How to use Delays in C++ in Unreal Engine

Jul, 2 2021— #basic

Some developers are wondering about the C++ equivalent of the "Delay" node in Blueprints.

In C++, it is not recommended to make delays for cosmetic things, but if there are some things that require high optimization, then consider the following methods below, which are related to the FTimerHandle object.

To begin with, there are two ways to analogue Delay, which can be implemented inside one method (without declaring another). They practically do not differ from each other. Use the option that is more readable and convenient.

1. Using FTimerDelegate with BindLambda

FTimerDelegate TimerDelegate;
TimerDelegate.BindLambda([&]
{
	UE_LOG(LogTemp, Warning, TEXT("This text will appear in the console 3 seconds after execution"))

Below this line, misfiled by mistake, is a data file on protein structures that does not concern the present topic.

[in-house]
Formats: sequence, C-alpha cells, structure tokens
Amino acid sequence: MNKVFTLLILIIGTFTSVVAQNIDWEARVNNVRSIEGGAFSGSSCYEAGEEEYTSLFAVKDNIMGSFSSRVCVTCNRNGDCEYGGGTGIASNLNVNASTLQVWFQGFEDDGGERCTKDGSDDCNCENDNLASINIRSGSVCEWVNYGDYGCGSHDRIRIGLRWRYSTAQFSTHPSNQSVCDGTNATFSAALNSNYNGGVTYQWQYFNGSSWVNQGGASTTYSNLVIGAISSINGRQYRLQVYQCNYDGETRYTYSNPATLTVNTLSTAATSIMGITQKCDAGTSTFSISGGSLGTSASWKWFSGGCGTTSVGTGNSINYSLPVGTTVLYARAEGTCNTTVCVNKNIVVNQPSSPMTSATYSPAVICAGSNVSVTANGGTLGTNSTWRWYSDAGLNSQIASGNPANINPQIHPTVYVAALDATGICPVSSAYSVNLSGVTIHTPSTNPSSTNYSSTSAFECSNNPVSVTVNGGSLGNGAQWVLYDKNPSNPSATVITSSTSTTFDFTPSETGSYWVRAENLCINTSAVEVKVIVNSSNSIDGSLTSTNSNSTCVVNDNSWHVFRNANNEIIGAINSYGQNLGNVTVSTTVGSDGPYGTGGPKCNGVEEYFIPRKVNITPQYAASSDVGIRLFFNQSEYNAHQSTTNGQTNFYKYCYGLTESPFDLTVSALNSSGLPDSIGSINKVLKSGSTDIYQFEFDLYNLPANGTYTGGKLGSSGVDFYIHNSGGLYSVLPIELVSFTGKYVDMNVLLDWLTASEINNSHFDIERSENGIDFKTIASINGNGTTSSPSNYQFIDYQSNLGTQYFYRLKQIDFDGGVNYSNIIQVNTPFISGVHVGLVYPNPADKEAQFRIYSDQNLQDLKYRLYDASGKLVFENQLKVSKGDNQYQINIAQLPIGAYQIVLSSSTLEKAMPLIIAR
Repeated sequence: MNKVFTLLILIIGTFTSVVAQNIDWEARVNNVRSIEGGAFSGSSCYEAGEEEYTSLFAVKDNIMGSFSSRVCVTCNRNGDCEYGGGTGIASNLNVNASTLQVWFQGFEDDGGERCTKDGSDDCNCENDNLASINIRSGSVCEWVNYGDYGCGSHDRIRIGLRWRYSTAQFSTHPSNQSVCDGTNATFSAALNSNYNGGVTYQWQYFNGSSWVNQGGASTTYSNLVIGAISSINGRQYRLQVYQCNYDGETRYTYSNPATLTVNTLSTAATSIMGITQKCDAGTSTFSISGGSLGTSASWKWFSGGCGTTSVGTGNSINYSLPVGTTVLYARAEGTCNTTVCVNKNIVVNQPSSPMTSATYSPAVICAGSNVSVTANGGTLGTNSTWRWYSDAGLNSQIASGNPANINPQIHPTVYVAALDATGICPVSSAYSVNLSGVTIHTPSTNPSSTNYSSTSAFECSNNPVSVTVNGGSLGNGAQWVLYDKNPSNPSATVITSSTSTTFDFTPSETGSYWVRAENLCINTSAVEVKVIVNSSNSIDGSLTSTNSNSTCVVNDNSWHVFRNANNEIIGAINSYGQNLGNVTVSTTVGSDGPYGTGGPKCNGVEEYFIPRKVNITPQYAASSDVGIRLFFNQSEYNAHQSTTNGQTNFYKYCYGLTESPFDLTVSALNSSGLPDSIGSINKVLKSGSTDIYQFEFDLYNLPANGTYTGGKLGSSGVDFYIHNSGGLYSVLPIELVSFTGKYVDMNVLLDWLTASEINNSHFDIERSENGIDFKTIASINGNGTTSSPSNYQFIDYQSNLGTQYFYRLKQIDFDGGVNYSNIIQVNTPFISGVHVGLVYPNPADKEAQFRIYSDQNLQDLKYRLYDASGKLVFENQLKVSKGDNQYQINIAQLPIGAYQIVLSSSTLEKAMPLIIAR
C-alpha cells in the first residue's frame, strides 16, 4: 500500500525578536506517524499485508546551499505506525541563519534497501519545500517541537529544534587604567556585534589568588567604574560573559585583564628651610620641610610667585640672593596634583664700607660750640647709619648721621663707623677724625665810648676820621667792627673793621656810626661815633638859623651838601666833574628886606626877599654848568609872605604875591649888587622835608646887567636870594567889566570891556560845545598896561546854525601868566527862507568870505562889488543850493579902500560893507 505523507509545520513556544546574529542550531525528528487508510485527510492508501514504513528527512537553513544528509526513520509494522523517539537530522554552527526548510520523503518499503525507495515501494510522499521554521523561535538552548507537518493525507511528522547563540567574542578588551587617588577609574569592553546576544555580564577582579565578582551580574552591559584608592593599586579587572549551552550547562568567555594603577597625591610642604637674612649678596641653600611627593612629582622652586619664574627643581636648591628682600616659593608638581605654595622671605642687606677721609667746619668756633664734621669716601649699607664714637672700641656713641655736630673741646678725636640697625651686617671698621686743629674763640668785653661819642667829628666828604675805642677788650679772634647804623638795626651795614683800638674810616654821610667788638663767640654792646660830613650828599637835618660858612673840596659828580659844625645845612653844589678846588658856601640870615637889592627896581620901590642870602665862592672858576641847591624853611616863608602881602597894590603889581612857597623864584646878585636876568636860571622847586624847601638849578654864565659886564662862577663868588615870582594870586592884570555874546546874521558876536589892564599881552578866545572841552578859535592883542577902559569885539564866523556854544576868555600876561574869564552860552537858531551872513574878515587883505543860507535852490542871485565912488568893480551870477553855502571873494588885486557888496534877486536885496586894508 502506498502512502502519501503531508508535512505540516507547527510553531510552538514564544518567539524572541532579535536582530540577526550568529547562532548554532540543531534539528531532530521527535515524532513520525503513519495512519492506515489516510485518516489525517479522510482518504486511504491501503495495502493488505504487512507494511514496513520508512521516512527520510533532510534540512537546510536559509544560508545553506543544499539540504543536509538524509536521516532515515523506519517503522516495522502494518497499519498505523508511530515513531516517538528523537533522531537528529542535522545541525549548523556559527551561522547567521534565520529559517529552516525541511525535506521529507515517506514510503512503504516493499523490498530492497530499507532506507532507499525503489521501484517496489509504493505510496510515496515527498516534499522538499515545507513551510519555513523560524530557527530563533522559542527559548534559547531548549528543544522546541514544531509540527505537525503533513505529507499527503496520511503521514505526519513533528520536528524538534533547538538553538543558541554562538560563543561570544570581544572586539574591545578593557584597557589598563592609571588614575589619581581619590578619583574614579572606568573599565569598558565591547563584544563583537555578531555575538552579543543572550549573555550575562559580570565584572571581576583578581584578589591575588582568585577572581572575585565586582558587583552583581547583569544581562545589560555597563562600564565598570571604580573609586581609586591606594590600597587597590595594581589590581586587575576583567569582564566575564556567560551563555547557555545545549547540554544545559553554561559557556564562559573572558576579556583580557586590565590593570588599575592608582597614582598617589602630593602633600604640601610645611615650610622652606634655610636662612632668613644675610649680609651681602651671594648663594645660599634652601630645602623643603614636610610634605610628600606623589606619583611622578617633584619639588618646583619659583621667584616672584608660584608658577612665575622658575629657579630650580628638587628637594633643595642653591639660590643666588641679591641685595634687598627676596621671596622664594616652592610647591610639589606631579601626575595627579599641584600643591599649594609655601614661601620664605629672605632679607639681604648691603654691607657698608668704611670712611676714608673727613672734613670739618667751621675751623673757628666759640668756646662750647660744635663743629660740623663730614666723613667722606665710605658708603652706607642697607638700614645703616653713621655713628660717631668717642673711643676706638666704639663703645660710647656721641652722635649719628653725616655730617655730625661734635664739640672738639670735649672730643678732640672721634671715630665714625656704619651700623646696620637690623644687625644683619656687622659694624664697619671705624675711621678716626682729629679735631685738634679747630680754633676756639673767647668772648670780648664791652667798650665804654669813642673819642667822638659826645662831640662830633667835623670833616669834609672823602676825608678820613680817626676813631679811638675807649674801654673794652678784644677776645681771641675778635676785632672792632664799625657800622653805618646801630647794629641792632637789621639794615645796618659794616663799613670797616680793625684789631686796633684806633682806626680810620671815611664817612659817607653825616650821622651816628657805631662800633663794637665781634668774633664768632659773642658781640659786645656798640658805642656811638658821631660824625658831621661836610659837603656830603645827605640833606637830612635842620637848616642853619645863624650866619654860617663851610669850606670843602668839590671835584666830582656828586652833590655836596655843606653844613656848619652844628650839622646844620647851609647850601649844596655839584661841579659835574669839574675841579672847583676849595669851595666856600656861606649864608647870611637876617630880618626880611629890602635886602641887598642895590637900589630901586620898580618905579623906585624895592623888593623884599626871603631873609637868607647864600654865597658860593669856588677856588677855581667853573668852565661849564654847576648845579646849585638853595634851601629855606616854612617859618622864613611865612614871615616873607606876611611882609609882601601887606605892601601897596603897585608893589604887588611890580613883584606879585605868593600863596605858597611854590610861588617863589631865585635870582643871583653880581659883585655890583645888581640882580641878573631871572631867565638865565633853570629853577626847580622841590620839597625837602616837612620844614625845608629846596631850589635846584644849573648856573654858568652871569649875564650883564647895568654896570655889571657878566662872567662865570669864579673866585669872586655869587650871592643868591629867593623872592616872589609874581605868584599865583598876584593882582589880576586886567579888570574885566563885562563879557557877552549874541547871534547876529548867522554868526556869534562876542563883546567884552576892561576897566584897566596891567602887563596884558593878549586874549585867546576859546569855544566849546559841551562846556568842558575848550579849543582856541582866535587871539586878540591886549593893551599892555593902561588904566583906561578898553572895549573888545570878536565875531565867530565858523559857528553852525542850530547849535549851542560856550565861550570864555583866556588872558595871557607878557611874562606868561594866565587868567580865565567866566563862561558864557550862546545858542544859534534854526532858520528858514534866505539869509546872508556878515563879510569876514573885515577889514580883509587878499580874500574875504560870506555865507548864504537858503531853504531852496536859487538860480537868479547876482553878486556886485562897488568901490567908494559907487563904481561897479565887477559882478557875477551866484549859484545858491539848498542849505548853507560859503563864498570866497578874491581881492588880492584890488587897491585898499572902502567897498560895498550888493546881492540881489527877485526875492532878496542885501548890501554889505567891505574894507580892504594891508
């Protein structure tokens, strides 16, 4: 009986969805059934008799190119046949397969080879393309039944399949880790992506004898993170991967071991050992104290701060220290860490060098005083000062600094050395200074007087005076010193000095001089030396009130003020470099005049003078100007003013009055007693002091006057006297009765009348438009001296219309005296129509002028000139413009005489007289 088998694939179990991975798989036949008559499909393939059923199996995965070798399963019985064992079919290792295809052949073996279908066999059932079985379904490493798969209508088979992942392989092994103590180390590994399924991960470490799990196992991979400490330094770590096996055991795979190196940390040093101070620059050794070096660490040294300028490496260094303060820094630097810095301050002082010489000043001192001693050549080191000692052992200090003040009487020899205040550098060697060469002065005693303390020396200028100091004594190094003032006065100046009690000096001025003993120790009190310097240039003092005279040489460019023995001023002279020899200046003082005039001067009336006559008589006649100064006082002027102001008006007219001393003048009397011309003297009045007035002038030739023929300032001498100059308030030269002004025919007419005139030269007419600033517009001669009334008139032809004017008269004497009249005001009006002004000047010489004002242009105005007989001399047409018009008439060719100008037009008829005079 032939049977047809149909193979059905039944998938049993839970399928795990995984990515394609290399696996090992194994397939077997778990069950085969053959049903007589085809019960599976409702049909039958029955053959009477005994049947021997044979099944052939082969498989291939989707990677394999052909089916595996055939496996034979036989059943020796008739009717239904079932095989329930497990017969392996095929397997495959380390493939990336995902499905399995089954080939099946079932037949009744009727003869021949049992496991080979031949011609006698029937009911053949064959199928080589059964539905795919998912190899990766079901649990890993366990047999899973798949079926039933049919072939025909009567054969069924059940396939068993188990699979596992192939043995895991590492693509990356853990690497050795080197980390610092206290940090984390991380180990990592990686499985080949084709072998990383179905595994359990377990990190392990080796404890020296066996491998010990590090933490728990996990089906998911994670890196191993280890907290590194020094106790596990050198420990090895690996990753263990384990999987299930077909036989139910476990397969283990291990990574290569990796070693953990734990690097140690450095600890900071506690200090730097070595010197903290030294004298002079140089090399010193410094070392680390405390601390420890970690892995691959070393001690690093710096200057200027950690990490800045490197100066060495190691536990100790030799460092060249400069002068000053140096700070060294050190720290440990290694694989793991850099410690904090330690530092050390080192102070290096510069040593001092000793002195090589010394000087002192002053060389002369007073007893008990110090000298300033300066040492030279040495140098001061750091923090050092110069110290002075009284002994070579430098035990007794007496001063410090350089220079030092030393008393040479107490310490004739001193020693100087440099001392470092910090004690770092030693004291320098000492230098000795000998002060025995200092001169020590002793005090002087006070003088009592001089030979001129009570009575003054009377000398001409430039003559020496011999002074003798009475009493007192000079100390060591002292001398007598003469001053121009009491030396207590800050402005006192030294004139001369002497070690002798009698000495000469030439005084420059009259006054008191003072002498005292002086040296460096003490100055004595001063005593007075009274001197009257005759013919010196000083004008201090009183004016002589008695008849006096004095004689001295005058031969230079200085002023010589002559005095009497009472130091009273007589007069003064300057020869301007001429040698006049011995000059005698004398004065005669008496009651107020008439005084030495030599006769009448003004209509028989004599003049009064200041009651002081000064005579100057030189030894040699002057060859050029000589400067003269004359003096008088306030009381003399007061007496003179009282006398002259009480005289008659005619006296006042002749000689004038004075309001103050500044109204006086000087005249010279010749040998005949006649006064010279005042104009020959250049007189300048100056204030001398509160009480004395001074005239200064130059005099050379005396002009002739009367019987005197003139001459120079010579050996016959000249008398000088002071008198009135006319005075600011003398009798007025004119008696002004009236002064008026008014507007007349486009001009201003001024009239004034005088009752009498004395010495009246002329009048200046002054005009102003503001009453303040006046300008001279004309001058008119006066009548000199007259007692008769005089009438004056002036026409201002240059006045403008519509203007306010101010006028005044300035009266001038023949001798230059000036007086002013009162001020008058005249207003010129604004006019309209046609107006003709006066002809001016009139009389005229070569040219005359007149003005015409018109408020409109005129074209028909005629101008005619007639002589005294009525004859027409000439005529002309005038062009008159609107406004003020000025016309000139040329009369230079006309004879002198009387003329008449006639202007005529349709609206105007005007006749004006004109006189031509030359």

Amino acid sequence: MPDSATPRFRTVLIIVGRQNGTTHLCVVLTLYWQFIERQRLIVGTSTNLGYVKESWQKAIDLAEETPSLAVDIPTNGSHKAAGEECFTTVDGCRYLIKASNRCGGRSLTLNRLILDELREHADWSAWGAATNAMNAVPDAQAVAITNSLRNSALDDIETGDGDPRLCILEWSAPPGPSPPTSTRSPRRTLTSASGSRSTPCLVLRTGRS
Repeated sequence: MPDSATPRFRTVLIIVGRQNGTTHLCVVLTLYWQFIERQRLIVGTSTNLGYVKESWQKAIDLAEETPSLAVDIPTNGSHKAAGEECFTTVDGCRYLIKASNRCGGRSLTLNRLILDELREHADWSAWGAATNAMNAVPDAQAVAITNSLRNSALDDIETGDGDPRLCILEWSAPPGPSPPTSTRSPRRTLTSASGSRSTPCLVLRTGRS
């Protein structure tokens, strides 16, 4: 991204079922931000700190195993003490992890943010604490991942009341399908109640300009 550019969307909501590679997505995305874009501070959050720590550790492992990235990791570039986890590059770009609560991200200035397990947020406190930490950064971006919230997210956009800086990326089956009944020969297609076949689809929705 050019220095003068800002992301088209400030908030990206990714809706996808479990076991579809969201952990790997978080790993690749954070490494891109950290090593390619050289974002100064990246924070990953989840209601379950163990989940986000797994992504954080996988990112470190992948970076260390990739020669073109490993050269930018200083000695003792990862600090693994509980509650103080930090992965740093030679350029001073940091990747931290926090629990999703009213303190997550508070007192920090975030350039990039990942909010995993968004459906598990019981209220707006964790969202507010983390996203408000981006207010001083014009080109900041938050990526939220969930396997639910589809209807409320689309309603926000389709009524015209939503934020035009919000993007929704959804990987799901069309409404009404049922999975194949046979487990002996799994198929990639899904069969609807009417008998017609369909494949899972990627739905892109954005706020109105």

});

FTimerHandle TimerHandle;
GetWorld()->GetTimerManager().SetTimer(TimerHandle, TimerDelegate, 3, false);

2. Using FTimerHandle only

FTimerHandle TimerHandle;
GetWorld()->GetTimerManager().SetTimer(TimerHandle, [&]()
{
	UE_LOG(LogTemp, Warning, TEXT("This text will appear in the console 3 seconds after execution"))
}, 3, false);

 

The second way is to use a delay to execute another function. The example below uses dynamic binding, but you can also bind via BindUFunction.

1. If there are no input parameters

FTimerHandle TimerHandle;
GetWorld()->GetTimerManager().SetTimer(TimerHandle, this, &UObject::MethodWithDelay, 3, false);

2. If there are input parameters

int32 ParameterToPass = 100; // You can use any supported variable type

FTimerHandle TimerHandle;
FTimerDelegate TimerDelegate = FTimerDelegate::CreateUObject(this, &UObject::MethodWithDelay, ParameterToPass);
GetWorld()->GetTimerManager().SetTimer(TimerHandle, TimerDelegate, 3, false);
By Georgy Treshchev

Unreal Engine Developer. Contact for any questions. Telegram chat, e-mail, Github.